Author: Niranpal Singh, General Manager (APAC) - Energy Solutions
This is good news for the expansion of renewable generation capacity in a country where energy demand is outstripping economic growth. However, I suspect that the rush was driven more by fear of missing out (FOMO) rather than by any long-term strategy on the part of either corporate organisation or developer.
Of course, there are other drivers at work here. The government is keen to reduce its reliance on energy imports. In 2014, Vietnam’s installed renewable capacity was less than one-third of one per cent. By the end of 2019, it was 10% of the total – evidence of ambition.
And for many multinational companies, there is pressure ‘from the top’ as they seek to meet their own carbon reduction and renewable generation targets, while looking at ways of achieving this across their global operations.
It’s great to see the increase in uptake of renewables in Vietnam, even if some of it is driven from FOMO! What I would like to see happen next is for companies to fully understand and appreciate the advantages of incorporating renewables into a long-term strategy and the benefits that might be available to them.
The way Vietnam’s pilot project works is interesting. Aiming to support the at-scale build-out of new renewables generation capacity and open the market for foreign investment, it resembles a virtual Power Purchase Agreement. A set purchase price is agreed, the potential off-taker and developer submit an application to the government, which then decides if the match is acceptable. There’s no building a solar project on spec, and then hoping that a company or companies will then appear, wanting to buy the capacity.
We’ve been talking to companies about the opportunities that exist in Vietnam and educating them about the different aspects of renewable energy, as well as examining what a short-term programme might look like compared with a longer-term strategy. The key here is that corporates wanting to invest can benefit from considering the renewables market from a more strategic position.
As part of our role, we help companies to be aware of the challenges that come with being part of a country’s relatively new journey towards renewable energy.
There’s everything from grid capacity to consider (often an issue, but with the right planning and forethought can be overcome), to how to safely build, commission and maintain any installations. Corporate brands may not be the developers of such capacity, but for the partnership to be successful and sustainable in the longer term, it’s important that all such issues are addressed.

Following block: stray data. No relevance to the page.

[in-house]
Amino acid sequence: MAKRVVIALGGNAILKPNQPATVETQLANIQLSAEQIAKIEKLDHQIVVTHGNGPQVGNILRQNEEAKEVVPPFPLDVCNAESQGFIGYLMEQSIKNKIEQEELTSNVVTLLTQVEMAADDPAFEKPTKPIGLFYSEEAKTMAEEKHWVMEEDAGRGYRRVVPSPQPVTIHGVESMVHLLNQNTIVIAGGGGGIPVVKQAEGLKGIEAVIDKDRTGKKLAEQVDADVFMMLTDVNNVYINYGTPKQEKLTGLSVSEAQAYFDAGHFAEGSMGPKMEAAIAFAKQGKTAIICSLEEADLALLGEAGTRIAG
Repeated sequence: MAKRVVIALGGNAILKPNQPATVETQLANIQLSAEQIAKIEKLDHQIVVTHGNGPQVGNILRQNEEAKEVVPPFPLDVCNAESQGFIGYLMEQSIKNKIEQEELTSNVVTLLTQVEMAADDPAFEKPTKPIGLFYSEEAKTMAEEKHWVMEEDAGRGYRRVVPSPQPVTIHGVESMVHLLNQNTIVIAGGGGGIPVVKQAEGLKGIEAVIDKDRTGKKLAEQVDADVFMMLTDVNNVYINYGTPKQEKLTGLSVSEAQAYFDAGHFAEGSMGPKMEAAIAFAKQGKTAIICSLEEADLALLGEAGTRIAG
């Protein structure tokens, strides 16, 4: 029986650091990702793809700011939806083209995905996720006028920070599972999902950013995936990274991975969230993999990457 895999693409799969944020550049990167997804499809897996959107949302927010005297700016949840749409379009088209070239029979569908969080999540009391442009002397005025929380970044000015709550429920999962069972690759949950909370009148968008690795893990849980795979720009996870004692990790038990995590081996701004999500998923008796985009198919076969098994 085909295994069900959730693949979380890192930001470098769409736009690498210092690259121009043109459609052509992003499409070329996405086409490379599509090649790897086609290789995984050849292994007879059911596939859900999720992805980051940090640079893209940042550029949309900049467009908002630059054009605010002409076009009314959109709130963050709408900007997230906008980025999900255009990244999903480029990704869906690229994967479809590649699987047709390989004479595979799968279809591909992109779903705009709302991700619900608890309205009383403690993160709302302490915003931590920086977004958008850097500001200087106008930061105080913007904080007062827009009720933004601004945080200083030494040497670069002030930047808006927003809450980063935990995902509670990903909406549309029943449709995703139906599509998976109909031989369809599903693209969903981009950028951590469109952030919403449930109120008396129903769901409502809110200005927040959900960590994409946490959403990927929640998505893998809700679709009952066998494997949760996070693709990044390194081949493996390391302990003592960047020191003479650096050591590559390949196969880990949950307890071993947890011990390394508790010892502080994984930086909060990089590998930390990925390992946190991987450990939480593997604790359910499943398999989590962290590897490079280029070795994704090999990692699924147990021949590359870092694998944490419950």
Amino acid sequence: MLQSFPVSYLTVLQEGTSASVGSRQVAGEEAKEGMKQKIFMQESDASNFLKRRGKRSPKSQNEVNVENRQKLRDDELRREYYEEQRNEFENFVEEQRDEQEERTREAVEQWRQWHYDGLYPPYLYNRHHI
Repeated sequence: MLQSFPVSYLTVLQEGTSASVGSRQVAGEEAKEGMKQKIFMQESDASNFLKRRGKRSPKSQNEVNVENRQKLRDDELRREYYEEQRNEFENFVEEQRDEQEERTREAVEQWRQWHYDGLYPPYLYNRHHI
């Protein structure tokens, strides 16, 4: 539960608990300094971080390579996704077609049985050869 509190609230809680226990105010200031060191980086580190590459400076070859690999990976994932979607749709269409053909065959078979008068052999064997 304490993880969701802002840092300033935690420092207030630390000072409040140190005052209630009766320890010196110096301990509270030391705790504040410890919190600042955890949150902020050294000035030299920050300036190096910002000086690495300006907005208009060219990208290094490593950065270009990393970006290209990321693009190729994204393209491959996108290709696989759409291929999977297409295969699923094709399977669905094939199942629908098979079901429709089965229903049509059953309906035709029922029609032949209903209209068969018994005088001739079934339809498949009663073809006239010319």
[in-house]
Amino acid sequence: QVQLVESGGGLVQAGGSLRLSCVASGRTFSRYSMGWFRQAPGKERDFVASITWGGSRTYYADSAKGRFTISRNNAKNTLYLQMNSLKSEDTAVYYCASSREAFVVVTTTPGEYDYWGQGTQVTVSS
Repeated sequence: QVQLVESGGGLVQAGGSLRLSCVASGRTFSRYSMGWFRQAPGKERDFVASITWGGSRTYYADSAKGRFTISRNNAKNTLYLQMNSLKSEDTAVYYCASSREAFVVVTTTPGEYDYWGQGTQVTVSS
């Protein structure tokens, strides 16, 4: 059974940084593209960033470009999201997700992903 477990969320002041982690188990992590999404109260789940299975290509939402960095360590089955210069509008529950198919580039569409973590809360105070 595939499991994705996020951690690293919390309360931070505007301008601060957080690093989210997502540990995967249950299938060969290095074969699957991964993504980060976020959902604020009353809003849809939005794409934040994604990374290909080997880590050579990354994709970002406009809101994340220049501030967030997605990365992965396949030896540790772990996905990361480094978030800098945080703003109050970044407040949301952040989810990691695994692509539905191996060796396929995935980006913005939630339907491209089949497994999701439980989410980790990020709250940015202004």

It’s clear, from our experience of working in the Asia Pacific region, that the demand for renewables is going to grow, particularly from countries which find themselves at a tipping point; one where they are becoming largely or wholly reliant on energy imports. This political driver often triggers a change in approach, with the introduction of regulatory policies and incentives to encourage home-grown generation, usually solar in APAC. Thailand is a good example of such a switch.
As a global renewables company, we know that what works for one country won’t necessarily work for another – one size does definitely not fit all.
Not only are government regimes different, but the policies, approaches and priorities also differ. Each country has its own roadmap for any energy transition, with different targets and timescales.
Take Adidas, the sports apparel company, for example. By working with an independent advisory firm, act renewable, they have been mapping its end-to-end supply chain to identify the carbon footprint at each stage. With 80% of its emissions coming from its manufacturing operations, it makes perfect business and environmental sense to look closely at what can be achieved, country by country.
In Malaysia, for example, the government has set a target of generating 20% of its energy needs from renewables by 2025 – a pretty ambitious goal given that at the end of 2019, the figure was just 2%.
It wants to reach its goals through a mix of solutions, including net energy metering (NEM), feed-in tariffs (FITs), large-scale solar and self-generation/consumption. For these routes to be successful, there needs to be consistent, on-going government support, alongside public-private partnerships and private financing.
Again, as part of our ongoing support in Malaysia, we are able to help companies understand both the political and commercial landscape, and to map these across to their individual organisational ambitions, as well as setting out the benefits – from pricing certainty and supply security to enhancement of brand and reputation.
Ultimately, we believe our approach of combining long term strategic thinking with regional and local understanding of the market - is hugely valuable, particularly to international brands with operations in multiple countries where an individual approach is needed to deliver corporate goals.